I think it is important to begin this review by admitting that I have more jpeg images on my hard drive of Chan Marshall than I do of my wife. Now before you label me as a creepy fanboy, understand that I’ve only been married a year now, had my laptop for nearly four years, and been a fan of Cat Power for even longer. I would also like to point out that pictures of my kids trump the jpeg totals of my wife and Chan by a long shot.
After this, you’re probably assuming that I’m going to loft a heapin’ helpin’ of praise on Marshall’s second collection of covers, Jukebox, and my friends, you’d be absolutely correct. However, I do believe that I’m able to discern my infatuation with the aural reality that Jukebox is a brave collection of remakes that continues to reaffirm how Marshall has become one of the consummate voices of her generation.
The journey to that point is a great tale, but it’s hard not to miss those early albums of frailty and those days where on-stage breakdowns were part of the allure. That fragility was also documented well on her studio albums, but starting with the brilliant The Greatest, Chan transitioned herself into a full-fledged performer, as strong a vocalist as Dusty Springfield with that last album being just as good as Dusty In Memphis.
Even though Jukebox isn’t on the same level as The Greatest—It isn’t meant to be—It does point to the fact that it is time that we start providing Chan Marshall with the respect that she is due as a performer. While The Covers Record displayed her as a unique interpreter of other’s material, Jukebox takes steps in making other’s material her own.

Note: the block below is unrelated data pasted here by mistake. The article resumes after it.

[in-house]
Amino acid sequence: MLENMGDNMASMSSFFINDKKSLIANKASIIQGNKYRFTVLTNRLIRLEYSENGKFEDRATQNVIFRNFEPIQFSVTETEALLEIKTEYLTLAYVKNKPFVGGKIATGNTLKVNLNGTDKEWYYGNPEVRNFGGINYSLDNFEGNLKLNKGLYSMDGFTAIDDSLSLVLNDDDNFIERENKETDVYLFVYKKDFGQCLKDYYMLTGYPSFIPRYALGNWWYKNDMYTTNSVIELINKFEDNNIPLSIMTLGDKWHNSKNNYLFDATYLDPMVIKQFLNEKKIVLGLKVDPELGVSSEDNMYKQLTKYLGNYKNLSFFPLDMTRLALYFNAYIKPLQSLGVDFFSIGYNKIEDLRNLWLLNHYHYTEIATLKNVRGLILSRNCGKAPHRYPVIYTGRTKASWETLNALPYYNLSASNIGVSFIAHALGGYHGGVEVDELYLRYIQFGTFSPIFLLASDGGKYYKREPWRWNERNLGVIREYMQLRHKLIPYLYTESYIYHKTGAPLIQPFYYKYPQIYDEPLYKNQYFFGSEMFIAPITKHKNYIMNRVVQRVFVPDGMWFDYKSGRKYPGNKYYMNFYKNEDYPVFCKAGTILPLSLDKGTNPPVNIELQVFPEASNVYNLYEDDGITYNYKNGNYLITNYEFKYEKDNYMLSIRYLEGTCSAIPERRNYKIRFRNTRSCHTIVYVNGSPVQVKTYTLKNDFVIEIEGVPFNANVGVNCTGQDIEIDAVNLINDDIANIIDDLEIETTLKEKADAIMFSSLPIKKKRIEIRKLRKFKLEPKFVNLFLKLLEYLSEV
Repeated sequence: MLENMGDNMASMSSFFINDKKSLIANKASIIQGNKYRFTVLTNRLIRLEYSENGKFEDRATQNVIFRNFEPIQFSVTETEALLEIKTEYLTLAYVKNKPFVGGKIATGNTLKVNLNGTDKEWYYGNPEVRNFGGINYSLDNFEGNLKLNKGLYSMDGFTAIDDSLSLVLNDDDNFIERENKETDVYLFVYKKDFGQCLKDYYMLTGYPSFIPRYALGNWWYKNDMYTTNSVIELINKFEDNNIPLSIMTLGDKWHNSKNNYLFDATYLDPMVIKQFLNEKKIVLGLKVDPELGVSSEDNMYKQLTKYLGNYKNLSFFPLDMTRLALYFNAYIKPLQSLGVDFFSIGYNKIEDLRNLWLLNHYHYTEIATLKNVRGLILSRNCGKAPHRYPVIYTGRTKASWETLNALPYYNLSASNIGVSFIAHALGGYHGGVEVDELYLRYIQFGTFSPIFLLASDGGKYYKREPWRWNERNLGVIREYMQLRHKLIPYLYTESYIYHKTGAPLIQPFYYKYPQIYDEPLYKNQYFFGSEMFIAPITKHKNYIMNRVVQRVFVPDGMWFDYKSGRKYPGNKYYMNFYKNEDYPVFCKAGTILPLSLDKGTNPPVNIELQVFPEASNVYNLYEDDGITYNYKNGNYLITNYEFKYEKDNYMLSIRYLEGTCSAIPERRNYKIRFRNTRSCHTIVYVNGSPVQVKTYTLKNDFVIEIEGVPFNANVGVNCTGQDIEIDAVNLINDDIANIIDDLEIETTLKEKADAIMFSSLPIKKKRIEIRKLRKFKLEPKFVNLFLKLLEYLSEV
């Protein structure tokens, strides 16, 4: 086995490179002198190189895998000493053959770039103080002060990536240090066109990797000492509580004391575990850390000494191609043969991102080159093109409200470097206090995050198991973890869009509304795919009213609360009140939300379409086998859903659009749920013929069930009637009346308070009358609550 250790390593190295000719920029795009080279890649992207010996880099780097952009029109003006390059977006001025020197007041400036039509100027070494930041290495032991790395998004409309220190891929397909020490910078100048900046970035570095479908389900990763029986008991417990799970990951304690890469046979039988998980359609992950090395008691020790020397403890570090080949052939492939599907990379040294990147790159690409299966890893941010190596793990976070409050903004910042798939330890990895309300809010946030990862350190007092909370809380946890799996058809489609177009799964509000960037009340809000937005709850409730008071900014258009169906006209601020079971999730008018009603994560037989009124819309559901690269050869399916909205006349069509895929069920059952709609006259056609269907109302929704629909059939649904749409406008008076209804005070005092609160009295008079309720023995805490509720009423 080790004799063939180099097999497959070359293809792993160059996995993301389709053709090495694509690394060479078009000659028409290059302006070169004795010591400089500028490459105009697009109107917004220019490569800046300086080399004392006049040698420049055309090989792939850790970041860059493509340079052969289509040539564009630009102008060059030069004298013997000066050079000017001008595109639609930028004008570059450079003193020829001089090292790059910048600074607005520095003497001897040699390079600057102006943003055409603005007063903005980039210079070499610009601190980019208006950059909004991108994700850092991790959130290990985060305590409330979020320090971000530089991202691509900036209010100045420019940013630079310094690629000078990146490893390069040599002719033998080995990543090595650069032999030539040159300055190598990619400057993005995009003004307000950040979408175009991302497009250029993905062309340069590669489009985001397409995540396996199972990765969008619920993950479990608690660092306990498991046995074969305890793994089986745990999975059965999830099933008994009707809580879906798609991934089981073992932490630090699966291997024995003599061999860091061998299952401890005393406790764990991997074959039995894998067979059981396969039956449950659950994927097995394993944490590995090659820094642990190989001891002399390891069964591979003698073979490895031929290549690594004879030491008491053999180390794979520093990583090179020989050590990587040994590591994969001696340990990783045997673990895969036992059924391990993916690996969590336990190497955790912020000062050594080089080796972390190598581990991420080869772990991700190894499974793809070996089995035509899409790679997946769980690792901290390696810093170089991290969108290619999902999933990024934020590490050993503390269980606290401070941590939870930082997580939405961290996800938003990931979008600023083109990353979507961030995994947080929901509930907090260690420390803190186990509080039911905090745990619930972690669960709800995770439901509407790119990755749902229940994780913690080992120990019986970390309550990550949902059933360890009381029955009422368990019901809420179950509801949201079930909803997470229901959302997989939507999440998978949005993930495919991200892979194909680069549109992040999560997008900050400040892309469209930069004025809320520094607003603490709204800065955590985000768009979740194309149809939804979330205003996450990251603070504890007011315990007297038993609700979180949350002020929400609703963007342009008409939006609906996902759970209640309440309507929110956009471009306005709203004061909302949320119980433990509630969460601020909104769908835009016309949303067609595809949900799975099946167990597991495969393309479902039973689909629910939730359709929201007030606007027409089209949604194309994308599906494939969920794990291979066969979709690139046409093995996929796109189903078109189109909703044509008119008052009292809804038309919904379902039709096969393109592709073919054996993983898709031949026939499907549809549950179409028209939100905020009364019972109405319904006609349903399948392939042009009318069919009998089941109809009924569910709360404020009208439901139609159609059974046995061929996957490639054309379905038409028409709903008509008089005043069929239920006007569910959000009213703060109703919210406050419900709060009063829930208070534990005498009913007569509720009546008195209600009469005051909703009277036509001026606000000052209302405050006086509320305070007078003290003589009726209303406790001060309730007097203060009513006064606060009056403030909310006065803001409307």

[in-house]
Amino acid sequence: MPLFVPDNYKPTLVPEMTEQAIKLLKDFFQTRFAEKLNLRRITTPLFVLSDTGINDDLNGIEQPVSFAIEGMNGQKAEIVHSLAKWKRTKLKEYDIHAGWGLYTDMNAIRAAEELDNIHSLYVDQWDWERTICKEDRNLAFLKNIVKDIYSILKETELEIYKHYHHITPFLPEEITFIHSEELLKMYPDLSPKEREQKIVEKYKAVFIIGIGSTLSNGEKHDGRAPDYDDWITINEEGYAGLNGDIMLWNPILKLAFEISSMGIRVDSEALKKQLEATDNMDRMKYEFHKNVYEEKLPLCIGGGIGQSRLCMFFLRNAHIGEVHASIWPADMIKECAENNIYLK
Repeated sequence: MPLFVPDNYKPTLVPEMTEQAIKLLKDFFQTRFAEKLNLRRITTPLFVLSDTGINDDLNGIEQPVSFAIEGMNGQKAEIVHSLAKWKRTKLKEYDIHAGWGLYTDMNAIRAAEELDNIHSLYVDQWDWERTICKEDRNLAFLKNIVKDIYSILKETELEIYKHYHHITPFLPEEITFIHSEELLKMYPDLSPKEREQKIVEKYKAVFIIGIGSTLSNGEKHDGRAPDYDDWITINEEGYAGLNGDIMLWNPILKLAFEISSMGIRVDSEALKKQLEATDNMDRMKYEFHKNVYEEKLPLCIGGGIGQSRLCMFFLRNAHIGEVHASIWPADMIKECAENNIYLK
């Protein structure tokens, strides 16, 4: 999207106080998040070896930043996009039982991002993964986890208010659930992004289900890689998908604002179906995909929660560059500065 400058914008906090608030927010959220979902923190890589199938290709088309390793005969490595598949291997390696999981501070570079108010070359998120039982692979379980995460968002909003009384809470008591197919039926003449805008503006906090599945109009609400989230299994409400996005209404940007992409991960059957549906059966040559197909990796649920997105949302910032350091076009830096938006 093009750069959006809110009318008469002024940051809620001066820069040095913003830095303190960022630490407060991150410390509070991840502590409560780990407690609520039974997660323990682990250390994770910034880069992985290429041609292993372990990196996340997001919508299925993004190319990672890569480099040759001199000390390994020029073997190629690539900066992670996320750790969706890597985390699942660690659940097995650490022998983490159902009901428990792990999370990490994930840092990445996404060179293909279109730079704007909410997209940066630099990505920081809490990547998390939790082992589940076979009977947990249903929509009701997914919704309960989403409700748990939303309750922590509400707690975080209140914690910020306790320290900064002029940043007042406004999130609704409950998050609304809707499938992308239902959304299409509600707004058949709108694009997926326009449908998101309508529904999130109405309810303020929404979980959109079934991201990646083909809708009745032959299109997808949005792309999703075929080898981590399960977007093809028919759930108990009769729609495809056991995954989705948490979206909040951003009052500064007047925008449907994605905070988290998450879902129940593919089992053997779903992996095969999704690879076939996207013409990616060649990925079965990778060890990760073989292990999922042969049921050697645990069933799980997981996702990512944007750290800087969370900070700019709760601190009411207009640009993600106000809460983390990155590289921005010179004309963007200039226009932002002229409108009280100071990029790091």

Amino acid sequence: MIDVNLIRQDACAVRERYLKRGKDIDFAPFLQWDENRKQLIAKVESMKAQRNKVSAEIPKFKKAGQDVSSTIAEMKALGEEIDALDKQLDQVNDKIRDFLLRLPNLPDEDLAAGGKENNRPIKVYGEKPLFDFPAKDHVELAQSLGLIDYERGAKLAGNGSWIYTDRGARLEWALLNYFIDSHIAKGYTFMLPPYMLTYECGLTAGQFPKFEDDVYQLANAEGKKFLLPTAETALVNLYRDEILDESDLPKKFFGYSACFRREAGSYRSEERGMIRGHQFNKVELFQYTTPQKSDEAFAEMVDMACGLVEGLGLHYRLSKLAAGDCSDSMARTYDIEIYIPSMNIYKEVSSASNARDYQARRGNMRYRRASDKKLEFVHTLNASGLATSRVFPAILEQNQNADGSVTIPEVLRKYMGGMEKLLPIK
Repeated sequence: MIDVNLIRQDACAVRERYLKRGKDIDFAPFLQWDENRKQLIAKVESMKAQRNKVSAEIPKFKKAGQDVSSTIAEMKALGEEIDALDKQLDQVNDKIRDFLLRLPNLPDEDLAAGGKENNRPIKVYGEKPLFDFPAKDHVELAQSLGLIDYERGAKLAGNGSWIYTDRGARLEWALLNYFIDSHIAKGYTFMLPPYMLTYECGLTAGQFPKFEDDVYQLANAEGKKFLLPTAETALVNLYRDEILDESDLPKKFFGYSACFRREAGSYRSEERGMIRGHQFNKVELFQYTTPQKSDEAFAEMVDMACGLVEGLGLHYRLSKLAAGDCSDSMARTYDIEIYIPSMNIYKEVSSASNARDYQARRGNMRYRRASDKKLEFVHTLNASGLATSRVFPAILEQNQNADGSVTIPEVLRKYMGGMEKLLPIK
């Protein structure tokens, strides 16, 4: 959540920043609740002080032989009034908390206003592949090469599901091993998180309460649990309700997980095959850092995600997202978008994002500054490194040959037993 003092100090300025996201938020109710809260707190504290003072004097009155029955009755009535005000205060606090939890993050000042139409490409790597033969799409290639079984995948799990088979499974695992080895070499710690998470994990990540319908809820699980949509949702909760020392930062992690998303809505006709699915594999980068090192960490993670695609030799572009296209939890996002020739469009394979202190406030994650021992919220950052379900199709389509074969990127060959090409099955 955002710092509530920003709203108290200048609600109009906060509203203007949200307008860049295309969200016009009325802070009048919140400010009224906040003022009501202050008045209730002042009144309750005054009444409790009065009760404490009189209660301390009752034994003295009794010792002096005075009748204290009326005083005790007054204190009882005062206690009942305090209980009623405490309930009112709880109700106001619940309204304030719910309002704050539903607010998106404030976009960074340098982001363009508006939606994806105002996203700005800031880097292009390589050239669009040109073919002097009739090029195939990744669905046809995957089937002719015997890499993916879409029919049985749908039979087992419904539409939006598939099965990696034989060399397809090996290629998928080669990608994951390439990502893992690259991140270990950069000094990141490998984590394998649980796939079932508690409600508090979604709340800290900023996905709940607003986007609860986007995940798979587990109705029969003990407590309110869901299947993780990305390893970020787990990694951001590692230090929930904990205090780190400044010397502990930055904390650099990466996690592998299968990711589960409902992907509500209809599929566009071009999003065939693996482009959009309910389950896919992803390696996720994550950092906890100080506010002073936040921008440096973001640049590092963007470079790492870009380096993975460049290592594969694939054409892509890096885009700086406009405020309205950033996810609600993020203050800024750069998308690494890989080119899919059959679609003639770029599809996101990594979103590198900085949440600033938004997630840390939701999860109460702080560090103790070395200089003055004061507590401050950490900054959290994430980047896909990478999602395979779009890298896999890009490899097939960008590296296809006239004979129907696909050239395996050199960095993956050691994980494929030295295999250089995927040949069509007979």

It stumbles out of the gate, with a run-through rendition of “New York,” that’s essentially two minutes of trying to sound novel while being little more than an idea that’s better left on the drawing board.
I’m also a bit underwhelmed with the update of “Metal Heart,” perhaps my favorite Cat Power song of all time, which means that it may have been destined to fail before the ‘record’ button was even hit. The Moon Pix version was a testament of beautiful imperfection. The Jukebox version brings a newfound strength to the arrangement, which ironically weakens it in the process. As admirable as the original idea may have been, this is another selection that was better left untouched.
Then there are those that work: Hank Williams‘ “Ramblin’ (Wo)man,” James Brown‘s “Lost Someone” and Jessie Mae Hemphill‘s “Lord, Help The Poor And Needy” are all challenging choices and they’re perfectly executed with heavy reverb and minimalist arrangements.
Marshall takes on one of Bob Dylan‘s lesser known tracks, “I Believe In You” (from Slow Train Coming), originally a declaration of his new found Christianity, but turned into a Stonesy-stomp that will have you contemplating what else you may have missed when Bobby was walking in the presence of the Lord.
But the jem is “Silver Stallion,” a Lee Clayton track later covered by The Highwaymen. Under a gently strummed acoustic and haunted by a background slide guitar, Marshall’s smoky baritone ends up delivering the track in a definitive light.
Marshall is primarily backed by the Dirty Delta Blues Band, who are admittedly less tactful than the Memphis Rhythm Band on The Greatest. But what they lack in refinement, they excel in consent: The Memphis Rhythm Band provided Chan with the esteem boost that she needed in order to become as strong as she appears now. The Dirty Delta Blues Band allows her enough space to go explore her newfound authority.
And, aside from a few small stumbles, Jukebox demonstrates that she is well suited for this role and hearing her take control of her talent is an enriching experience.
So ignore my penchant for visual aids that capture Chan’s splendor. Her real beauty is what she can do with a song.
AOL Sessions: Cat Power Live Performance